Perry's Mailbag: Cam has done what's been asked of him, so now what?


The Mailbag schedule was a little thrown off late last week. Very much appreciate your patience.

But here it is, back again, in all its glory, ready to help you along your march down the path toward whatever comes next for the Patriots and their fans.

Let's start -- where else? -- at the quarterback position, where the Patriots are putting into practice one of their longest-standing commandments: Before you can win, you have to learn how not to lose.

By keeping Cam Newton at quarterback and not starting Jarrett Stidham, it seems pretty clear which quarterback the Patriots believe has the better chance of helping the Patriots not lose.

I understand the sentiment, Wally. Having your eye toward the future -- especially at that position -- is critical to building a team that'll be competitive for the long haul.

But the Patriots have a formula for winning these days. That's what they've been referencing when you've heard them say they understand who they are at the moment. And offensively that formula includes running the football, maintaining possession and not turning it over.

The Patriots feel Cam Newton gives them the best shot to win with that kind of attack, and I don't think you can blame them for that. He's the clear-cut better option for the team's running game, and we've seen him take care of the ball for a relatively length stretch this year. He's been far from perfect when it comes to ball security, but his replacement Jarrett Stidham hasn't shown much as far as that aspect of the position goes.


Maybe we'll see more Stidham once the team is mathematically eliminated from the postseason, but until then, they've bought into their 2020 formula . . . which features Newton at the center of it all. 

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Have spoken to people in Carolina and around the league, particularly before the season started, and he's had an issue taking sacks for a while now. For someone who is a tremendous athlete, he's at times gotten a little boxed in behind center by collapsing pockets. We've seen it in New England, but there are times when what looks like an issue with his "awareness" is more an issue with his protection.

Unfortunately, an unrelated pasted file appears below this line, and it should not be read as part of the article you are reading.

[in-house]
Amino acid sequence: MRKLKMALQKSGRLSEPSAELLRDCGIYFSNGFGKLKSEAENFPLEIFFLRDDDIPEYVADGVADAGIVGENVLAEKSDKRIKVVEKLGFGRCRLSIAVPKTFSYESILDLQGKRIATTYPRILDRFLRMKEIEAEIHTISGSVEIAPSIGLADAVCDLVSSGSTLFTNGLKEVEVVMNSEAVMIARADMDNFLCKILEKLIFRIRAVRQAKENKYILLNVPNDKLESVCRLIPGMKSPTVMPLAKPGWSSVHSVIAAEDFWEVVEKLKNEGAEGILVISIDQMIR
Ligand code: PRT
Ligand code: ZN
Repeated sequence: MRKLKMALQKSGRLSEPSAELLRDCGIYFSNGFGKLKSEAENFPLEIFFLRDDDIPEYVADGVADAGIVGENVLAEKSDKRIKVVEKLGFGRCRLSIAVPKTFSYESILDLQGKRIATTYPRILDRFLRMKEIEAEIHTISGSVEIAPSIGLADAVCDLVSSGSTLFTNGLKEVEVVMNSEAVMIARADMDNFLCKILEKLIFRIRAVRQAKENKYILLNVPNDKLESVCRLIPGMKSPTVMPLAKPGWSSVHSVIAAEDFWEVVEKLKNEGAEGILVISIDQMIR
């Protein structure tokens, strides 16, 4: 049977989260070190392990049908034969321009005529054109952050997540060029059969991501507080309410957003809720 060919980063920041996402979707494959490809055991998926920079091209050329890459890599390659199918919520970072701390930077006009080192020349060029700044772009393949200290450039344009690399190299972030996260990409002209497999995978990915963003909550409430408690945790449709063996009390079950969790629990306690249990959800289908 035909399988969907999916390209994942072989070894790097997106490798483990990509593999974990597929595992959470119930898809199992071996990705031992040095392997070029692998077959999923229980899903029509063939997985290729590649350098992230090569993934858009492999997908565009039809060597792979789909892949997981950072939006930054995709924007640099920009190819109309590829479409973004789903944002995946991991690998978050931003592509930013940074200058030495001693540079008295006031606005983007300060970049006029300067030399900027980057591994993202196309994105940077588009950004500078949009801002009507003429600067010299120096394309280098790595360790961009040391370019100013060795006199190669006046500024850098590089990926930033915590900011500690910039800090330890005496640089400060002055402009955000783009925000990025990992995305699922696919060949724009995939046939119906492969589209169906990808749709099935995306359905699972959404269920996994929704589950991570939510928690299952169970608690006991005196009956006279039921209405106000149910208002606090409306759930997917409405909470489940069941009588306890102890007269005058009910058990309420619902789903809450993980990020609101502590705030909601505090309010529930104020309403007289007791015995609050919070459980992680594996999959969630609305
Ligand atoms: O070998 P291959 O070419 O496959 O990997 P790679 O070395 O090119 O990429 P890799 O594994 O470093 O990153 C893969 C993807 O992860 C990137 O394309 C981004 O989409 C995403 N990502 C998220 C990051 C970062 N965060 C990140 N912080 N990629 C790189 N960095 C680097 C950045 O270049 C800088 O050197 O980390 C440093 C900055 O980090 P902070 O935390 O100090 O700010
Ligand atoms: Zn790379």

He didn't sense pressure bearing down on him when Jermaine Eluemunor searched unsuccessfully for someone to block. He didn't sense pressure when a blitzing linebacker against the Cardinals got through the line untouched. But those are players Newton assumes are accounted for. He's trying to go through his progressions believing that his teammates will do their jobs. There is more he can do to help himself, no doubt, but the people around him have let him down at times in recent weeks.

This is tough, Chris, because it's really hard to know what's "realistic" in the draft at this point. It's just so early.

Outside of Trevor Lawrence going No. 1 ... anything is possible. Right now, I think Justin Fields and Zach Wilson could very well be top-five players. I think Mac Jones will end up in the first round. I think Kyle Trask might.

The one player who is riding this 2020 wave a little bit helplessly has been Trey Lance. He played one game this year as a kind of "showcase" before North Dakota State's season was shut down. Wasn't a great representation of what he (or his teammates) can do. Now he's watching the stocks of Wilson, Jones, Trask and others rise while he hangs out and waits for spring.

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His skill set would work for the Patriots. It'd work for everyone. Plenty of size. Toughness. Good mobility and experience as a key piece in his team's designed run game. He showed a ridiculous ability to take care of the football last year. He has plenty of arm. His mechanics look clean. He's worked under center. He's worked with "pro style" concepts. He just hasn't seen much in the way of high-level opposing defenses.

I'd say he's the most realistic and the most intriguing at the moment. After him, I'd go with Jones. Wilson's skill set is a lot of fun, but I think he'll be gone before the Patriots pick -- and I'm not sure how much Bill Belichick will be willing to give up in terms of future draft capital to get a passer.

He's been given opportunities. Just hadn't made good on them frequently enough to earn more consistent chances to make plays. And the Patriots -- you can put Josh McDaniels, Bill Belichick and Cam Newton in this bucket, I think -- aren't in the business of just giving someone opportunities because they need opportunities. Those targets have to be earned to a certain extent.


Harry climbed the ladder for a nice completion against the Rams, and he made a contested grab for a touchdown against the Chargers. Those should buy him more looks.

Wouldn't shock me if Josh McDaniels was open to taking a head coaching job elsewhere. In that scenario, I'd assume Jedd Fisch would step up and become the offensive coordinator as well as the quarterbacks coach. He has a background in the Shanahan scheme that has been incredibly friendly to young quarterbacks in recent seasons, which might make him a good fit in New England if and when they add a young developing passer.